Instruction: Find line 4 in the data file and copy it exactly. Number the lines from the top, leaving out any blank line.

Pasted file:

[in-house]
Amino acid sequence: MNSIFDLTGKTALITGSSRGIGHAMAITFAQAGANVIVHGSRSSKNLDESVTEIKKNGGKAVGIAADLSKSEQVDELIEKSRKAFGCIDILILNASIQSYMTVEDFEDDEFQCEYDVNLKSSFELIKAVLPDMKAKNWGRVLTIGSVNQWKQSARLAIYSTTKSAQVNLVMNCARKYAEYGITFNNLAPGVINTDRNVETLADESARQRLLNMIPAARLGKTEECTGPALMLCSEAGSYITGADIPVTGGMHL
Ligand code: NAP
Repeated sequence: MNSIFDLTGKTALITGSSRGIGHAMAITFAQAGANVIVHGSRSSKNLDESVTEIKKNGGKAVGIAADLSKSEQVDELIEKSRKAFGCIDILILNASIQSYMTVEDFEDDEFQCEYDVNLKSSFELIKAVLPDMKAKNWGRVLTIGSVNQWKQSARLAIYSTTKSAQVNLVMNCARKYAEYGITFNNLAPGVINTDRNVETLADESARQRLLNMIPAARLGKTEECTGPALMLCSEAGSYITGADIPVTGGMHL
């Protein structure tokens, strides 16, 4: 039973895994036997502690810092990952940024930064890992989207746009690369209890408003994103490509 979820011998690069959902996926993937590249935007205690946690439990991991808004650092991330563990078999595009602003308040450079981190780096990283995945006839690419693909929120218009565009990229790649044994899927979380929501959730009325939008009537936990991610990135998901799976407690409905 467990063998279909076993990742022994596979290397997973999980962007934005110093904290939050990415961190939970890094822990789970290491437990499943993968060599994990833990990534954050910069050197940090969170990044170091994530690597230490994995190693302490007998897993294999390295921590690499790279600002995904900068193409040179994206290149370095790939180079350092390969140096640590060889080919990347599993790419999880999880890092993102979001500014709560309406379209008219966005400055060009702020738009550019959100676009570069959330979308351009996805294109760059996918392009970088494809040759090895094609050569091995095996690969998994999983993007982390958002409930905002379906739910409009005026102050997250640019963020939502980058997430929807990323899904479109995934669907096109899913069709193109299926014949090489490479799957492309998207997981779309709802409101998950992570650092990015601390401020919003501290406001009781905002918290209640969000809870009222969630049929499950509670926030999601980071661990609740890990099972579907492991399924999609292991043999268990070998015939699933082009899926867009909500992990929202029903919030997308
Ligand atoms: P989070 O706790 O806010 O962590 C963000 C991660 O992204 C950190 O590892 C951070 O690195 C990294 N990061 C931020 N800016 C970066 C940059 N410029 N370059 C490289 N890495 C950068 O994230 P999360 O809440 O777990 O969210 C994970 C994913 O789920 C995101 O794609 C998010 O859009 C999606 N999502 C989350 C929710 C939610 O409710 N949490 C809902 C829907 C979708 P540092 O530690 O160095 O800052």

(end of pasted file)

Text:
Repeated sequence: MNSIFDLTGKTALITGSSRGIGHAMAITFAQAGANVIVHGSRSSKNLDESVTEIKKNGGKAVGIAADLSKSEQVDELIEKSRKAFGCIDILILNASIQSYMTVEDFEDDEFQCEYDVNLKSSFELIKAVLPDMKAKNWGRVLTIGSVNQWKQSARLAIYSTTKSAQVNLVMNCARKYAEYGITFNNLAPGVINTDRNVETLADESARQRLLNMIPAARLGKTEECTGPALMLCSEAGSYITGADIPVTGGMHL